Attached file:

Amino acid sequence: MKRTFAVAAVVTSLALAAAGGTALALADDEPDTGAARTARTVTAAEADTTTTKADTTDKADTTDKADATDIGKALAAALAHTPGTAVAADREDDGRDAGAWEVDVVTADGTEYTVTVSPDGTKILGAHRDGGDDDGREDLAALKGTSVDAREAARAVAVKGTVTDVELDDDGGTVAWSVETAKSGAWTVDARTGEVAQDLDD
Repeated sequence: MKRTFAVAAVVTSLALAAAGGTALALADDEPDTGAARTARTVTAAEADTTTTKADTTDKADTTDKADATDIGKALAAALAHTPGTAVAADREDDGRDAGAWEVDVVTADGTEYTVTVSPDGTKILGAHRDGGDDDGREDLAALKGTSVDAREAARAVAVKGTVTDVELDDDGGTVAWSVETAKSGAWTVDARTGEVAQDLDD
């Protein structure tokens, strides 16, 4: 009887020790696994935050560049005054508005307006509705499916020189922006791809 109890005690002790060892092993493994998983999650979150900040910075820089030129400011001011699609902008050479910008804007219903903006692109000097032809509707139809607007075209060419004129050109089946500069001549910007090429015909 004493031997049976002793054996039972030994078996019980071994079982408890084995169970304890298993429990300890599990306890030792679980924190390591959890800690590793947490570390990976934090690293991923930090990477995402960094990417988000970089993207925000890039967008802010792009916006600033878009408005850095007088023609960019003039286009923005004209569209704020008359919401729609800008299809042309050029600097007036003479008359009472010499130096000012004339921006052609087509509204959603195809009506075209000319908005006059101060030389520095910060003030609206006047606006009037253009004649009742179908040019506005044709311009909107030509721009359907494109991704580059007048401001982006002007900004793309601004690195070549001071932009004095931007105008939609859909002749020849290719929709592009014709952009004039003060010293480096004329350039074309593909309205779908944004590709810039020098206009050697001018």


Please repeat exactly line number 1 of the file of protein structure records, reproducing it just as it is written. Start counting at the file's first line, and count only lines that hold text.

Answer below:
Amino acid sequence: MKRTFAVAAVVTSLALAAAGGTALALADDEPDTGAARTARTVTAAEADTTTTKADTTDKADTTDKADATDIGKALAAALAHTPGTAVAADREDDGRDAGAWEVDVVTADGTEYTVTVSPDGTKILGAHRDGGDDDGREDLAALKGTSVDAREAARAVAVKGTVTDVELDDDGGTVAWSVETAKSGAWTVDARTGEVAQDLDD